Hawks and the Impending Cardinalpocalypse
Finally saw some Hot Hawk Action! I was watching a frenzy of house sparrows destroy my window feeders (I try to keep the sparrows in the bushes), and I was wondering if I should disturb the other birds to move the sparrows back, even if it was almost dusk. I was just about to leave and grab the bird seed when the birds all freak out, and WHOOOSH hawk wings BRUSH AGAINST MY WINDOW before I realize what is happening, and then I see the familiar banded tail facing me from the fence. It’s the Sharp-shinned! And for once, not eating! He tried a couple times to get at a female cardinal who took refuge in a crape myrtle bush (which I do NOT trim, and which the birds LOVE to eats the seeds out of!), but he couldn’t reach her. Eventually, dispirited, he flew off empty-taloned.
The cardinal was in the bush closest to the house, so I could see that the hawk was TINY!!! Like, maybe only twice as large as the cardinal.
I was wondering why the cardinal didn’t fly off to the neighbor’s orange tree with the rest of the flock. But when I went out to fill the feeders, there was a small spot of blood on the side of the house, so she may have been injured.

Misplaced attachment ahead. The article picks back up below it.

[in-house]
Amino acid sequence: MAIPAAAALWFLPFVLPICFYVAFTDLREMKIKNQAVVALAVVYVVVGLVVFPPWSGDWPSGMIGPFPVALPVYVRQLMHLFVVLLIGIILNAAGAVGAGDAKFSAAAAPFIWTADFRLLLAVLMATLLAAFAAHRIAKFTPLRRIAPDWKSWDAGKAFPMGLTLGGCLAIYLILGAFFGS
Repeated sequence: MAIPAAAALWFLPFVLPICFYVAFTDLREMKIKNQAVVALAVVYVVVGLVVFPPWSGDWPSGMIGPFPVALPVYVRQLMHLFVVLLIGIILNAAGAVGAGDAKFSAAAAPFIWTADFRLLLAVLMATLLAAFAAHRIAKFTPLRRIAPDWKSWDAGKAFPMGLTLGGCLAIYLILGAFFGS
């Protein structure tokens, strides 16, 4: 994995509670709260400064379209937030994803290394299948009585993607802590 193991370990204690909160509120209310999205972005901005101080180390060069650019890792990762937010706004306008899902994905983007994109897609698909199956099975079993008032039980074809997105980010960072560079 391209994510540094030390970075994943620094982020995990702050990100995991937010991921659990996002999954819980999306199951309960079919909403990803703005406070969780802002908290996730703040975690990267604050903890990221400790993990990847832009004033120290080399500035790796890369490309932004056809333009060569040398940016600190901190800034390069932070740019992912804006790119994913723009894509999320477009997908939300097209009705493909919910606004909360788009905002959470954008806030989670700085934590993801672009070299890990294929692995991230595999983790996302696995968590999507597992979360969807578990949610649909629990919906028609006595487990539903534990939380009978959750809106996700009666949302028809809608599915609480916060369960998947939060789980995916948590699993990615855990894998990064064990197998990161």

It also reminds me: I had found a clump of feathers in the yard, unmistakably from the belly of a lady cardinal. I was very sad (fun fact though, a spider had moved into the feather clump and was using it as a hide!), but a few days later, I saw a female cardinal pigging out at the feeders. She had a bald spot on her belly.
These cardinals, I tell you. Last year, I had one bonded pair. One male, one female. They had an uncountable number of chicks—uncountable because they utilized quantum tunneling and alternate dimensions to pop in and out of existence for the sole purpose of terrorizing thirsty cotton mice.
Mouse terrorizing asshole Sweet juvenile male cardinal who has never done anything wrong ever
They disappeared for a season and returned en masse, with their mates, their mates’ siblings, and their mates’ siblings’ mates (and on and on…). They are still hard to count, but my best attempts are: 11 females, 14 males. The actual numbers are higher.
I don’t know how many hawks I will need before I start having cardinals nesting in my walls (j/k that’s the house sparrows and they ALREADY DO THAT ugh), but this sure is interesting.
February 19, 2019